Free from the confines of Death House, the adventurers found themselves back in the strange village. It was day – or seemed to be – very little light made it through the clouds, and no sound cut the silence except for mournful sobbing that echoed through the streets from somewhere to the west.
Malenthor let out a long sigh. “Tavern?”
Lillian gestured to the bones, addressing Balthazar. “You are the holy one. What do we do with these?”
“They need buried,” said the priest. “Preferably in their own tombs, but at the least it should be some kind of hallowed ground. Cemetery, tomb, pyramid. Something.”
“I don’t think that house is anything like ’hallowed,” said Malenthor. “They’ll know where a church is at the tavern.”
“Yes, you’re right,” said Lillian, fidgeting uncomfortably.
“I’m not so sure we are even out of danger,” said Balthazar. “This whole town could be cursed.”
“Well as long as we don’t know where here is, that is a good thing to keep in mind.”
Malenthor shrugged. “Perhaps they’re used to this sort of thing.”
The dark elf led the way toward the town square. Lillian hefted the toy chest of bones and followed her companions underneath watchful eyes hidden in darkened windows. The sobbing grew steadily louder as they neared the center of the village.
“I wonder where everyone is,” said the monk. “You’d think someone would be about.”
“Well, that sobbing is hopefully coming from someone… " said Lillian.
“HELLLOOOOO?” Balthazar called out. “ANYONE HERE???”
Only silence replied to the dragonborn, and Malenthor heaved another long sigh.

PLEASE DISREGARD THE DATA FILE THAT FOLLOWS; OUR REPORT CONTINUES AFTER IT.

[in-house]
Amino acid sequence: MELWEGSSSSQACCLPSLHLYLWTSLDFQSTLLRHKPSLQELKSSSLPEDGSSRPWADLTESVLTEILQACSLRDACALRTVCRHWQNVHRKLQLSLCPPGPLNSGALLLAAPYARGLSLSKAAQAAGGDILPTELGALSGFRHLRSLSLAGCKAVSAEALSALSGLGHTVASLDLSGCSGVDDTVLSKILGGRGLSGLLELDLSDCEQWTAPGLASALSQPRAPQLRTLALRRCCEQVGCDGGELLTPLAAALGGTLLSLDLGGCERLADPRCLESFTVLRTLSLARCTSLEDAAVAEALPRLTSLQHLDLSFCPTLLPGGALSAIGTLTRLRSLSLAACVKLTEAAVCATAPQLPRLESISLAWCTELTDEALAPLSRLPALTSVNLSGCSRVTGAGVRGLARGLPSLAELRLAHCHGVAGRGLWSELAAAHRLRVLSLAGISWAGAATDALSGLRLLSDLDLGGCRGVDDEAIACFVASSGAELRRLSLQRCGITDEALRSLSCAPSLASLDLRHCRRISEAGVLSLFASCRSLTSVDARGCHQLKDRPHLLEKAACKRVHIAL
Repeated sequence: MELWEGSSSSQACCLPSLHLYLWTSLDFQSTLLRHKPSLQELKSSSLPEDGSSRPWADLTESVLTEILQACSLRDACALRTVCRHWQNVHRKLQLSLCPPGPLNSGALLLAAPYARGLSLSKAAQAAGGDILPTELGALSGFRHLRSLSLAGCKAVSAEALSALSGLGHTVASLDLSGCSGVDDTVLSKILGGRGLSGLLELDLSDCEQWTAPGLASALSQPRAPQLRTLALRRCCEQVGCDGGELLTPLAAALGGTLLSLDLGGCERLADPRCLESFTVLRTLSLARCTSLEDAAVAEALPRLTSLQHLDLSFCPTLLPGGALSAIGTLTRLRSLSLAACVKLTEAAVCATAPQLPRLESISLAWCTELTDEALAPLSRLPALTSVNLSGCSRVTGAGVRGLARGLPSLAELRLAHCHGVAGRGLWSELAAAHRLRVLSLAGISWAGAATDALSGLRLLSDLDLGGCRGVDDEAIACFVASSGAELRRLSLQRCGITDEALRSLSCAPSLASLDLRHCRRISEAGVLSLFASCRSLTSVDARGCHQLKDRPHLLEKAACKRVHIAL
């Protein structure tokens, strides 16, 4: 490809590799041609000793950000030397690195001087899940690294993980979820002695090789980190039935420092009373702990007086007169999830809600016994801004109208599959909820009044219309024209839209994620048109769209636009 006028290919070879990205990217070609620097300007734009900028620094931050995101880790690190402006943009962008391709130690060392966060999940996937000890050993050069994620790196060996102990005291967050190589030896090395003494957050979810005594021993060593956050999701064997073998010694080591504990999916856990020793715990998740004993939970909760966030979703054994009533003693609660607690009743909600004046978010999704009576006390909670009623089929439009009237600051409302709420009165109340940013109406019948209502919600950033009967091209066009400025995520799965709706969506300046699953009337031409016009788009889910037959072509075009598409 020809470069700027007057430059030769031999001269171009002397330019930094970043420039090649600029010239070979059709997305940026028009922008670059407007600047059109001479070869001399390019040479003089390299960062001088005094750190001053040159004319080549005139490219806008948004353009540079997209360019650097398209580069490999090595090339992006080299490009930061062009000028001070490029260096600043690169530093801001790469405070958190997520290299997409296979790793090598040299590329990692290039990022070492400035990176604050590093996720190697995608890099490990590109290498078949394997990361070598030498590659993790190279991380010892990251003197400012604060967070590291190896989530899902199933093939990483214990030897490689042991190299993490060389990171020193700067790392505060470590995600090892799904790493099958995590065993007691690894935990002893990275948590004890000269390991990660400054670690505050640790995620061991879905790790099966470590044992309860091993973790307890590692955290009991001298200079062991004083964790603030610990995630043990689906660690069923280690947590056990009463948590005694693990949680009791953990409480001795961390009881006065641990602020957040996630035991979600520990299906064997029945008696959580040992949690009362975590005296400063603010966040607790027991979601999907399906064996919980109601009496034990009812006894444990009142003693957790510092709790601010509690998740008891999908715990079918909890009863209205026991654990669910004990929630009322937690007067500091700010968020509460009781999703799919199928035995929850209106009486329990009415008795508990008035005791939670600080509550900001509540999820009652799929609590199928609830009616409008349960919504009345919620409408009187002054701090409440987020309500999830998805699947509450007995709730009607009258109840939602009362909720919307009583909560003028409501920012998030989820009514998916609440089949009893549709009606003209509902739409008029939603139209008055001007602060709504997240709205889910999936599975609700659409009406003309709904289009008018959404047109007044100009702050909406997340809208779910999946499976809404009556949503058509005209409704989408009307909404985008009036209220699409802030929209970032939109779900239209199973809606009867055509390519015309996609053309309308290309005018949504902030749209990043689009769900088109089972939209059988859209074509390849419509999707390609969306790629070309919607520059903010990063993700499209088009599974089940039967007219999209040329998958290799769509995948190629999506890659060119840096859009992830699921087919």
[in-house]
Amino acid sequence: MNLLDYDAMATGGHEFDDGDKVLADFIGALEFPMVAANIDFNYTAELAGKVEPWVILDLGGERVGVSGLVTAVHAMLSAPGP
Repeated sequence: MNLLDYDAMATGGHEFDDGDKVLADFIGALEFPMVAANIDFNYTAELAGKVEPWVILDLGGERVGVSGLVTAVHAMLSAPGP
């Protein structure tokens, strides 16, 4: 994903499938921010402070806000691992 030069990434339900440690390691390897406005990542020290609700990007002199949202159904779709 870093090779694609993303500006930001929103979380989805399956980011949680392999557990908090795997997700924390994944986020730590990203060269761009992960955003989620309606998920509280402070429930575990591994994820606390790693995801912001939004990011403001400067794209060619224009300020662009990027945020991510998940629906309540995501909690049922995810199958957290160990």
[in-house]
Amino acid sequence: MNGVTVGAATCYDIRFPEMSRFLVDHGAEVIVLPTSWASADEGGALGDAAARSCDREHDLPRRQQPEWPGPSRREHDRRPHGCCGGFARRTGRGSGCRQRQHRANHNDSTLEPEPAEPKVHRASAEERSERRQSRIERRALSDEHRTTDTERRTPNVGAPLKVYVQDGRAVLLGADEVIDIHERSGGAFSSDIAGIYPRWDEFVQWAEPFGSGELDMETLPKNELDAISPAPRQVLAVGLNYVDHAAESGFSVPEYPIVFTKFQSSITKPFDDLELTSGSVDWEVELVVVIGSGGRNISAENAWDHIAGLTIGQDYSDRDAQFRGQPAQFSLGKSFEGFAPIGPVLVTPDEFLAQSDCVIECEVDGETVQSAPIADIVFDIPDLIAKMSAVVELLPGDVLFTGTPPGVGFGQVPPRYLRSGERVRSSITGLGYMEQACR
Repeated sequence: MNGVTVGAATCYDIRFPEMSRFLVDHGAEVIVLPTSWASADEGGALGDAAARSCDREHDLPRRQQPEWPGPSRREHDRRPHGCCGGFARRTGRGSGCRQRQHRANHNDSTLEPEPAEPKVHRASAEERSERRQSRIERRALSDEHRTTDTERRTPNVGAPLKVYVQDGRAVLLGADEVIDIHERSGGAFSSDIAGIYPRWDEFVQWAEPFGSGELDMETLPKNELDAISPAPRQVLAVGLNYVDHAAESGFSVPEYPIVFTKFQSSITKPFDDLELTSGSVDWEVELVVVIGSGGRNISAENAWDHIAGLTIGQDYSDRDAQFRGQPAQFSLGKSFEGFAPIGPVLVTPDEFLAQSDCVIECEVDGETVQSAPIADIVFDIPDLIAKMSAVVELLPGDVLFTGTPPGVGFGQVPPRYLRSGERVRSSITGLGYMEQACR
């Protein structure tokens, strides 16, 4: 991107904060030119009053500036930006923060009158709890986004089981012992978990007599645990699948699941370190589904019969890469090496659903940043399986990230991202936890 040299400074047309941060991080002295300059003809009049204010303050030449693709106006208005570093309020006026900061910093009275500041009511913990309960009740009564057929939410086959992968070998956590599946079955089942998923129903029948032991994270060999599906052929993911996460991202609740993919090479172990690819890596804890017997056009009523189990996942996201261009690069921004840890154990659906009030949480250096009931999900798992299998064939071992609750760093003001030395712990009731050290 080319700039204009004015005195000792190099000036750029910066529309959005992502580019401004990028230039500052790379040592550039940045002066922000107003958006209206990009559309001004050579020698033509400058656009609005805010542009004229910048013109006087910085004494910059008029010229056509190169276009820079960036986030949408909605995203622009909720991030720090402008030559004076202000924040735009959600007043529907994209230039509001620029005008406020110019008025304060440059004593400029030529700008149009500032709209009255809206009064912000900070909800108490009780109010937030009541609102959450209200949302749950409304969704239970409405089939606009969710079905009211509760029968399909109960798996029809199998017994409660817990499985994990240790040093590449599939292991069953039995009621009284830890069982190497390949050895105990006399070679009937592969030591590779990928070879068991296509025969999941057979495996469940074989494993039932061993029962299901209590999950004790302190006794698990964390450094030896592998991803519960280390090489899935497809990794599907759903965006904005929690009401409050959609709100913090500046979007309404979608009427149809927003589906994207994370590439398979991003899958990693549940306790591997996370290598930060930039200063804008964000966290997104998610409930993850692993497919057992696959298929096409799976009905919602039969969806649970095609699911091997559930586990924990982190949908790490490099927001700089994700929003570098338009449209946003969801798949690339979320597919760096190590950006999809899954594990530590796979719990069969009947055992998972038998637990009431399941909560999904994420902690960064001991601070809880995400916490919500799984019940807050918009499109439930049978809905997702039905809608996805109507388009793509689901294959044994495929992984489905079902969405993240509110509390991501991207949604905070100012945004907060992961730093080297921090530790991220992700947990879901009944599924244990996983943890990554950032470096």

When they reached the town square, they could see the mercantile shop and tavern from the previous night. A large house sat at the end of the southern street, and they saw a rundown temple to the northwest. The sobbing was coming from a building just south of the mercantile.
Balthazar briefly looked that direction then back to the northwest. “Temple first? Might be a way to properly care for the bones.” The others agreed and the dragonborn took point, bound for the church.
A gray, sagging edifice of stone and wood stood atop a slight rise, against the roots of the pillar stone that supported a vast, dark castle. The church had obviously weathered the assaults of evil for centuries on end and was worn and weary. A bell tower rose toward the back, and flickering light shined through holes in the shingled roof. The rafters strained feebly against their load.
“Oh, they could use some repairs…” said Lillian.
“You should broker the contract,” said Malenthor.
“By the looks of it, they couldn’t afford me.” She glanced back at him with a wry smile. The monk did not return the smile.